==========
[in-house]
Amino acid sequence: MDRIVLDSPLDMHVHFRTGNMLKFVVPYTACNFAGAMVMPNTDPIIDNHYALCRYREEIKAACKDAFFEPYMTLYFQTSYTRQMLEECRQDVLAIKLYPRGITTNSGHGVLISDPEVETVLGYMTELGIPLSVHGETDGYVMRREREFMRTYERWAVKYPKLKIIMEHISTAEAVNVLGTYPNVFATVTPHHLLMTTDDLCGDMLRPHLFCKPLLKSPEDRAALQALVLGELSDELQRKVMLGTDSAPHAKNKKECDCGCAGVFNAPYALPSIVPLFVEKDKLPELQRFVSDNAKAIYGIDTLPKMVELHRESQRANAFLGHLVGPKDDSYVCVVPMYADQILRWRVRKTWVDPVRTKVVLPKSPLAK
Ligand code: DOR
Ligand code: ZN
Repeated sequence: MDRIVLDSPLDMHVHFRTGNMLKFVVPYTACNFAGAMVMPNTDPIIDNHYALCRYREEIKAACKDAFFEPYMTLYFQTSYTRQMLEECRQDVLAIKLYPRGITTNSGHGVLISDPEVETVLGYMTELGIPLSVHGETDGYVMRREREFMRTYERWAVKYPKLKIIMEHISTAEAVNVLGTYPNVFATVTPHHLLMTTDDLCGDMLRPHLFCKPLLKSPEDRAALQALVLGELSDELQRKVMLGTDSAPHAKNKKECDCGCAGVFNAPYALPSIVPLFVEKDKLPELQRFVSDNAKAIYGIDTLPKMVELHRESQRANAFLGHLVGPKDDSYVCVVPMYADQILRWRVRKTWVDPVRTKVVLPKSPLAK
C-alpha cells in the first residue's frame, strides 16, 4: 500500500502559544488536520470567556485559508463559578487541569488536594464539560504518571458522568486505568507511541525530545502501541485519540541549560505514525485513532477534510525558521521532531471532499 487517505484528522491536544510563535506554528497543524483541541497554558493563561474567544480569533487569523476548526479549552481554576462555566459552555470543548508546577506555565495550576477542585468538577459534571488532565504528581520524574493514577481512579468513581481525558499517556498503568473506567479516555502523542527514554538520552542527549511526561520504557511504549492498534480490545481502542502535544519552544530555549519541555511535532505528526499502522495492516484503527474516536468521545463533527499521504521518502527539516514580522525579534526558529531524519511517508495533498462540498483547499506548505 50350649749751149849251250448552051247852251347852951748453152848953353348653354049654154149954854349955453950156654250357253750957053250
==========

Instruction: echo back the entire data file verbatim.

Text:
[in-house]
Amino acid sequence: MDRIVLDSPLDMHVHFRTGNMLKFVVPYTACNFAGAMVMPNTDPIIDNHYALCRYREEIKAACKDAFFEPYMTLYFQTSYTRQMLEECRQDVLAIKLYPRGITTNSGHGVLISDPEVETVLGYMTELGIPLSVHGETDGYVMRREREFMRTYERWAVKYPKLKIIMEHISTAEAVNVLGTYPNVFATVTPHHLLMTTDDLCGDMLRPHLFCKPLLKSPEDRAALQALVLGELSDELQRKVMLGTDSAPHAKNKKECDCGCAGVFNAPYALPSIVPLFVEKDKLPELQRFVSDNAKAIYGIDTLPKMVELHRESQRANAFLGHLVGPKDDSYVCVVPMYADQILRWRVRKTWVDPVRTKVVLPKSPLAK
Ligand code: DOR
Ligand code: ZN
Repeated sequence: MDRIVLDSPLDMHVHFRTGNMLKFVVPYTACNFAGAMVMPNTDPIIDNHYALCRYREEIKAACKDAFFEPYMTLYFQTSYTRQMLEECRQDVLAIKLYPRGITTNSGHGVLISDPEVETVLGYMTELGIPLSVHGETDGYVMRREREFMRTYERWAVKYPKLKIIMEHISTAEAVNVLGTYPNVFATVTPHHLLMTTDDLCGDMLRPHLFCKPLLKSPEDRAALQALVLGELSDELQRKVMLGTDSAPHAKNKKECDCGCAGVFNAPYALPSIVPLFVEKDKLPELQRFVSDNAKAIYGIDTLPKMVELHRESQRANAFLGHLVGPKDDSYVCVVPMYADQILRWRVRKTWVDPVRTKVVLPKSPLAK
C-alpha cells in the first residue's frame, strides 16, 4: 500500500502559544488536520470567556485559508463559578487541569488536594464539560504518571458522568486505568507511541525530545502501541485519540541549560505514525485513532477534510525558521521532531471532499 487517505484528522491536544510563535506554528497543524483541541497554558493563561474567544480569533487569523476548526479549552481554576462555566459552555470543548508546577506555565495550576477542585468538577459534571488532565504528581520524574493514577481512579468513581481525558499517556498503568473506567479516555502523542527514554538520552542527549511526561520504557511504549492498534480490545481502542502535544519552544530555549519541555511535532505528526499502522495492516484503527474516536468521545463533527499521504521518502527539516514580522525579534526558529531524519511517508495533498462540498483547499506548505 50350649749751149849251250448552051247852251347852951748453152848953353348653354049654154149954854349955453950156654250357253750957053250